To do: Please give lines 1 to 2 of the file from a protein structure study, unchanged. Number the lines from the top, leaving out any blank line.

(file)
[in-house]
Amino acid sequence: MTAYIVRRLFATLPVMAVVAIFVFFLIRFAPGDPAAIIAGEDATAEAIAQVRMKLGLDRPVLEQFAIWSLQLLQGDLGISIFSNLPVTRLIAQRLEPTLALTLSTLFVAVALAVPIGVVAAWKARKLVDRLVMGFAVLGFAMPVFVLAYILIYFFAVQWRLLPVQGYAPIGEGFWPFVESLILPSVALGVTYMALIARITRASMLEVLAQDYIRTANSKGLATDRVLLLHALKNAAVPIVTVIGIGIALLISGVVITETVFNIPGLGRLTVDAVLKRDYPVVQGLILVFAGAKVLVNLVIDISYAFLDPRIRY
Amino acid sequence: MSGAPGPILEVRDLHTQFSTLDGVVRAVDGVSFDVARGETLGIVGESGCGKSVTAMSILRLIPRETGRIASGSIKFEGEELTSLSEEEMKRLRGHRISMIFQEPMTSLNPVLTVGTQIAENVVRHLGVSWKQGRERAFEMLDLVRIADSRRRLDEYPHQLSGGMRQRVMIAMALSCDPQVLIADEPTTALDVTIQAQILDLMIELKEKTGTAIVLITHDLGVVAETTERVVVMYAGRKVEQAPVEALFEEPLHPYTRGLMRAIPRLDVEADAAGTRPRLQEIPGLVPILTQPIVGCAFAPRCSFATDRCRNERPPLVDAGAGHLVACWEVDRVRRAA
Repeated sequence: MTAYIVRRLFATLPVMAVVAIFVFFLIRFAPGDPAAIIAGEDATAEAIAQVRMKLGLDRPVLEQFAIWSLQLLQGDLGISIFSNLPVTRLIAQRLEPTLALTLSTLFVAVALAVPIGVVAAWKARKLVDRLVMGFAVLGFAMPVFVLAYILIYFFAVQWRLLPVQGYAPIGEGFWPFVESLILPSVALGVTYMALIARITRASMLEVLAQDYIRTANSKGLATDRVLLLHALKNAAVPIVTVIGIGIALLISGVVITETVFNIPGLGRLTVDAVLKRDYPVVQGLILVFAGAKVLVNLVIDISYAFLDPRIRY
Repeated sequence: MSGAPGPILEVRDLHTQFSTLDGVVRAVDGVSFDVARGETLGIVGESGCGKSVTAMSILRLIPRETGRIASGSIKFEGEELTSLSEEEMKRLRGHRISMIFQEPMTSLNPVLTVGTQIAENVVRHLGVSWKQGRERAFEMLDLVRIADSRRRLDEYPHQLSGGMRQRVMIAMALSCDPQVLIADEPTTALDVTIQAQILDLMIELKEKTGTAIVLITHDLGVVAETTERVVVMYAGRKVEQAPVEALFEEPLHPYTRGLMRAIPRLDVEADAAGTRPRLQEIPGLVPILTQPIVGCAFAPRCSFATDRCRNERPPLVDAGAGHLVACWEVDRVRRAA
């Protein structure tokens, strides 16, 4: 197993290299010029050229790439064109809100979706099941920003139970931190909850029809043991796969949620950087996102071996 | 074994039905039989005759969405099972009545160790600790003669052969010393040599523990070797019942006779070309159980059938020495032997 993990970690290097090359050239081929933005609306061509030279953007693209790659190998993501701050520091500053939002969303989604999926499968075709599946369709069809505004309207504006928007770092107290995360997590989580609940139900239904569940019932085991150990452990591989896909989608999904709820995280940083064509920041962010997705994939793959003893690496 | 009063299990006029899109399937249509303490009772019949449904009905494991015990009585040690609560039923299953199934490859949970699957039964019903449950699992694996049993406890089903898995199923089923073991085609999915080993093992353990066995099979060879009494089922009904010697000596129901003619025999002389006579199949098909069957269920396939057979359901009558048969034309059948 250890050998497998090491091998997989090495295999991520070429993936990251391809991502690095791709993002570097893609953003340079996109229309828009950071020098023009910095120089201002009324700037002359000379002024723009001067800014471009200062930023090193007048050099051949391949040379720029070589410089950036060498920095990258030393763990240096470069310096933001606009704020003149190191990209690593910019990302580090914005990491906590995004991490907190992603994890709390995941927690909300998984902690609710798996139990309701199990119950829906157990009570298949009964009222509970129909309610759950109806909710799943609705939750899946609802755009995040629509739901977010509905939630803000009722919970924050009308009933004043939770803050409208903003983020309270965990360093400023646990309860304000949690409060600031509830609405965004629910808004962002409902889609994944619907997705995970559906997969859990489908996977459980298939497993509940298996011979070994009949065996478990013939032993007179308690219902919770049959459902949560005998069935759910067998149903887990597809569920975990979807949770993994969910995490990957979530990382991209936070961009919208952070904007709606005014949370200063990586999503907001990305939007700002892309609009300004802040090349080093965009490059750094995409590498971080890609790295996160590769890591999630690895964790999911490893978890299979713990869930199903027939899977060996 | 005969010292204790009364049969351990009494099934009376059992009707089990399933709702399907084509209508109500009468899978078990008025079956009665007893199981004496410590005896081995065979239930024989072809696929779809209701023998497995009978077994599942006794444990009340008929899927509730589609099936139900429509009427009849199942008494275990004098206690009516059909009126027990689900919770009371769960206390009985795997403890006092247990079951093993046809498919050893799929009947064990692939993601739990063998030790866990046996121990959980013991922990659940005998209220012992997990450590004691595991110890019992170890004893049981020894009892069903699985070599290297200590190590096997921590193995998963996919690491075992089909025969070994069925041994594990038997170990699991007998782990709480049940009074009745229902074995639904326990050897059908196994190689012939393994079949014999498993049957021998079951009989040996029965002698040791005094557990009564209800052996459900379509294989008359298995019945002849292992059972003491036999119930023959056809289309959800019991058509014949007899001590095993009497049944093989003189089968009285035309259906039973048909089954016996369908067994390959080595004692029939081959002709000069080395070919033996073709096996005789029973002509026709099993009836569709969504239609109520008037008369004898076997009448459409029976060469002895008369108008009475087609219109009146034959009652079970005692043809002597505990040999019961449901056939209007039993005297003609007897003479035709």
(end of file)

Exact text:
[in-house]
Amino acid sequence: MTAYIVRRLFATLPVMAVVAIFVFFLIRFAPGDPAAIIAGEDATAEAIAQVRMKLGLDRPVLEQFAIWSLQLLQGDLGISIFSNLPVTRLIAQRLEPTLALTLSTLFVAVALAVPIGVVAAWKARKLVDRLVMGFAVLGFAMPVFVLAYILIYFFAVQWRLLPVQGYAPIGEGFWPFVESLILPSVALGVTYMALIARITRASMLEVLAQDYIRTANSKGLATDRVLLLHALKNAAVPIVTVIGIGIALLISGVVITETVFNIPGLGRLTVDAVLKRDYPVVQGLILVFAGAKVLVNLVIDISYAFLDPRIRY